Poison (Kielland novel)

From Wikipedia, the free encyclopedia
Jump to: navigation, search
Poison
Author Alexander Kielland
Original title Gift
Country Norway
Language Norwegian
Genre Novel
Publisher Gyldendal
Publication date
1883
Media type Print (Hardback)
ISBN NA
Followed by Fortuna

Poison (original Norwegian title: Gift) is an 1883 novel by the Norwegian writer Alexander Kielland. The novel is the first in a trilogy including Fortuna (1884) and St. Hans Fest (1887).

This famous novel is an attack on the Norwegian education system, particularly on the obsession with Latin. A schoolboy, Marius, is tormented throughout the first half of the novel by his scholastic inability, and during his final illness continues to murmur rote phrases, his last words being Mensa rotunda.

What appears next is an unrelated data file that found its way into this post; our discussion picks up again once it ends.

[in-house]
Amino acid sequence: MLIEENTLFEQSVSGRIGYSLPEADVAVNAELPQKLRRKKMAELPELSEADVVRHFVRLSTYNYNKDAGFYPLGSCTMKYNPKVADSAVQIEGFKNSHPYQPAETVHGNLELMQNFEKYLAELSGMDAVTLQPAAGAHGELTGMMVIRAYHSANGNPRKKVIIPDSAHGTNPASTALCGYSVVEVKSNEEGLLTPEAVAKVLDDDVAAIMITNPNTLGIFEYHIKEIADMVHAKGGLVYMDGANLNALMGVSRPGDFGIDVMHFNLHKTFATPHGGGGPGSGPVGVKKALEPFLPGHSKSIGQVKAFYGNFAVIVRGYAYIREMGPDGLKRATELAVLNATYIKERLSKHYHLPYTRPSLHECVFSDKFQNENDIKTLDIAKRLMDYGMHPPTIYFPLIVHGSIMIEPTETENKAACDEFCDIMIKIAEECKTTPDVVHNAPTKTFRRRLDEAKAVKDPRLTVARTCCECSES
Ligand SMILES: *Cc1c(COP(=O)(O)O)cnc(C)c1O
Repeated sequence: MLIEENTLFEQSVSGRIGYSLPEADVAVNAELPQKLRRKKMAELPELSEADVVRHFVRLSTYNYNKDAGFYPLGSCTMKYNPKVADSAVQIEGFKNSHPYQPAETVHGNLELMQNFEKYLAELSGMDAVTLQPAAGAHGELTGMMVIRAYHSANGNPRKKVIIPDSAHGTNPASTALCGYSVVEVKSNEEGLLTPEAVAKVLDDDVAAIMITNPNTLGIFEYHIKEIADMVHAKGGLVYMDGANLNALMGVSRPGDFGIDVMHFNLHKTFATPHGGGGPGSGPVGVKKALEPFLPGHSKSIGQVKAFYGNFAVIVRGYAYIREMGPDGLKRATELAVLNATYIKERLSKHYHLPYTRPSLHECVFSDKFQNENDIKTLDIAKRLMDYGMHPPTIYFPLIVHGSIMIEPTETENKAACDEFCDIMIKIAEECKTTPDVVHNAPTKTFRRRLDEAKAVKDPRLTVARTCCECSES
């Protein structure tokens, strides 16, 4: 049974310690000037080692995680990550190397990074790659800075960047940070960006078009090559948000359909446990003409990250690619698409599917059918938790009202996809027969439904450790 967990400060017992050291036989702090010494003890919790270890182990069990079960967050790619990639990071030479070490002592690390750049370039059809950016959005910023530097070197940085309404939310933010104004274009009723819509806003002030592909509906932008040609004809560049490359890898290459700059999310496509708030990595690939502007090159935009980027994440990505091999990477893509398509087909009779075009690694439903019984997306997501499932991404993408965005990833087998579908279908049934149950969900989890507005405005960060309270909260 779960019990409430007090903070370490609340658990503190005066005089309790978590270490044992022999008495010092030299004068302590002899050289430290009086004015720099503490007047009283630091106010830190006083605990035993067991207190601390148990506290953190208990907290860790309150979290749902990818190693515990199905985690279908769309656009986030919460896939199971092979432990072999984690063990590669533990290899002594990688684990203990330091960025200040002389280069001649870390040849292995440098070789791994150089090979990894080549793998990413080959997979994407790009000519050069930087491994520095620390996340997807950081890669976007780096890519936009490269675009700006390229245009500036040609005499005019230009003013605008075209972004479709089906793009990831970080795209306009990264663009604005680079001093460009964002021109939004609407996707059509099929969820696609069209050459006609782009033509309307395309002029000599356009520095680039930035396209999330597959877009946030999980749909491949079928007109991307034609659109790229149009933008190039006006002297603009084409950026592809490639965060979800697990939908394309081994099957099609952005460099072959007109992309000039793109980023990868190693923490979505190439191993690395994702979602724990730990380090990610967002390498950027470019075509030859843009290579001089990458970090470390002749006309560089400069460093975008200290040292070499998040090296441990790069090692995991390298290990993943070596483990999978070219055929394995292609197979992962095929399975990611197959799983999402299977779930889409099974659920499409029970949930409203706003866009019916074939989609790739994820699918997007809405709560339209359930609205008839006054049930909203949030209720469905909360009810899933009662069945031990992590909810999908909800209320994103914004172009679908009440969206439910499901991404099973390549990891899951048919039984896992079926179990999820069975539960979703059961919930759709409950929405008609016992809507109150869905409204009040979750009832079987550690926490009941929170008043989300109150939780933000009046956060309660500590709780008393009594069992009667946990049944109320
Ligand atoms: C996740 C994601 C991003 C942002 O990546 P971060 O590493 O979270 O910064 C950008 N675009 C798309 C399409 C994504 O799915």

The main character of the book is Marius's friend Abraham Løvdahl, the son of a respected professor. His mother Wenche is an idealist who struggles in vain to keep her son honest and upright; she takes her own life after falling pregnant to the businessman Michal Mordtmann.

In Norwegian, gift can mean both "poison" and "married," making the title of the novel ambiguous. However, the conventional interpretation is that the title means "poison", as the students are "poisoned" by rote learning of topics unrelated to real life and societal norms. In both cases, the etymology is the same, namely something that is "given." It is the same word as the English word "gift", adopted from Old Norse.